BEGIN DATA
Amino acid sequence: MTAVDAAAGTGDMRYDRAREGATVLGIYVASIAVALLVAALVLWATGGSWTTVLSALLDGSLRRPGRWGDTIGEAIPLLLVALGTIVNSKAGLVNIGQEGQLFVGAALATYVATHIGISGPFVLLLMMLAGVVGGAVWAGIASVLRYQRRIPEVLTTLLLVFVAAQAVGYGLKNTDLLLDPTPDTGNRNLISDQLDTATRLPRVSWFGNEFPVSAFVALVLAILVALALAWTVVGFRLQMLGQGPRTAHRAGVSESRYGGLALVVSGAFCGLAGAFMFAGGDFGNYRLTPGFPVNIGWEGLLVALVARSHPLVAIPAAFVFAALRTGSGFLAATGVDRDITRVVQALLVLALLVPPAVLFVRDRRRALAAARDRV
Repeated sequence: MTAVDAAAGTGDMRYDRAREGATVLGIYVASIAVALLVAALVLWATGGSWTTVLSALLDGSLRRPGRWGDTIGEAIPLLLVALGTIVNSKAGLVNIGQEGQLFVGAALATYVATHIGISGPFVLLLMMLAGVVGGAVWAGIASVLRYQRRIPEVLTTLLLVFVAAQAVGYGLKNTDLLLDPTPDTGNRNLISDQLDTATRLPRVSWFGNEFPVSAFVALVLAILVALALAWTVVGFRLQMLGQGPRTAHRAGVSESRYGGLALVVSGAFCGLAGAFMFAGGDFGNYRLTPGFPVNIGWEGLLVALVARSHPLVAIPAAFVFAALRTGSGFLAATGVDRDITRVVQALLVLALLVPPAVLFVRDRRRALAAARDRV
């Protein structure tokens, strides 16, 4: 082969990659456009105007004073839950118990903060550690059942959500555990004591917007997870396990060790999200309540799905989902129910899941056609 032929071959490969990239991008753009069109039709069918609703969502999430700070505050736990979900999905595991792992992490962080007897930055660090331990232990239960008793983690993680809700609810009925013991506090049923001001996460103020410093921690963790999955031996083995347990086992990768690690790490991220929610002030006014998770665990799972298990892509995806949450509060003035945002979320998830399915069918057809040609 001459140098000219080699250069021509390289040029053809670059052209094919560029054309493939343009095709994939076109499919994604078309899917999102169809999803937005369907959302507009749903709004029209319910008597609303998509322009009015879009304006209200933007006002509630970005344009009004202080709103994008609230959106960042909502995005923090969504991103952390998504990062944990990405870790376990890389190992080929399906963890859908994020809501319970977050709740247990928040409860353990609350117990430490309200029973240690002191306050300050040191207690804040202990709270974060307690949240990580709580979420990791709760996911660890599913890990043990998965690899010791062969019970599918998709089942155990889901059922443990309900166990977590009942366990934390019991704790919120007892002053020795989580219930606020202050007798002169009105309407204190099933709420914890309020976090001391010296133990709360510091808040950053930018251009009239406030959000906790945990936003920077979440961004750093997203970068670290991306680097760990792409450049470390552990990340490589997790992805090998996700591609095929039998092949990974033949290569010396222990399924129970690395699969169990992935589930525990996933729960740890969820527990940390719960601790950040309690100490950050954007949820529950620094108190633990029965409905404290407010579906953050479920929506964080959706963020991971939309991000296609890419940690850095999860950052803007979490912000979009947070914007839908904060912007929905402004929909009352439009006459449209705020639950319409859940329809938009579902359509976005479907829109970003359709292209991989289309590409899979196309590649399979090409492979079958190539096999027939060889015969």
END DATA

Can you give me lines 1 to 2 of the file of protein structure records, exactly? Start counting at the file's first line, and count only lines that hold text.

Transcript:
Amino acid sequence: MTAVDAAAGTGDMRYDRAREGATVLGIYVASIAVALLVAALVLWATGGSWTTVLSALLDGSLRRPGRWGDTIGEAIPLLLVALGTIVNSKAGLVNIGQEGQLFVGAALATYVATHIGISGPFVLLLMMLAGVVGGAVWAGIASVLRYQRRIPEVLTTLLLVFVAAQAVGYGLKNTDLLLDPTPDTGNRNLISDQLDTATRLPRVSWFGNEFPVSAFVALVLAILVALALAWTVVGFRLQMLGQGPRTAHRAGVSESRYGGLALVVSGAFCGLAGAFMFAGGDFGNYRLTPGFPVNIGWEGLLVALVARSHPLVAIPAAFVFAALRTGSGFLAATGVDRDITRVVQALLVLALLVPPAVLFVRDRRRALAAARDRV
Repeated sequence: MTAVDAAAGTGDMRYDRAREGATVLGIYVASIAVALLVAALVLWATGGSWTTVLSALLDGSLRRPGRWGDTIGEAIPLLLVALGTIVNSKAGLVNIGQEGQLFVGAALATYVATHIGISGPFVLLLMMLAGVVGGAVWAGIASVLRYQRRIPEVLTTLLLVFVAAQAVGYGLKNTDLLLDPTPDTGNRNLISDQLDTATRLPRVSWFGNEFPVSAFVALVLAILVALALAWTVVGFRLQMLGQGPRTAHRAGVSESRYGGLALVVSGAFCGLAGAFMFAGGDFGNYRLTPGFPVNIGWEGLLVALVARSHPLVAIPAAFVFAALRTGSGFLAATGVDRDITRVVQALLVLALLVPPAVLFVRDRRRALAAARDRV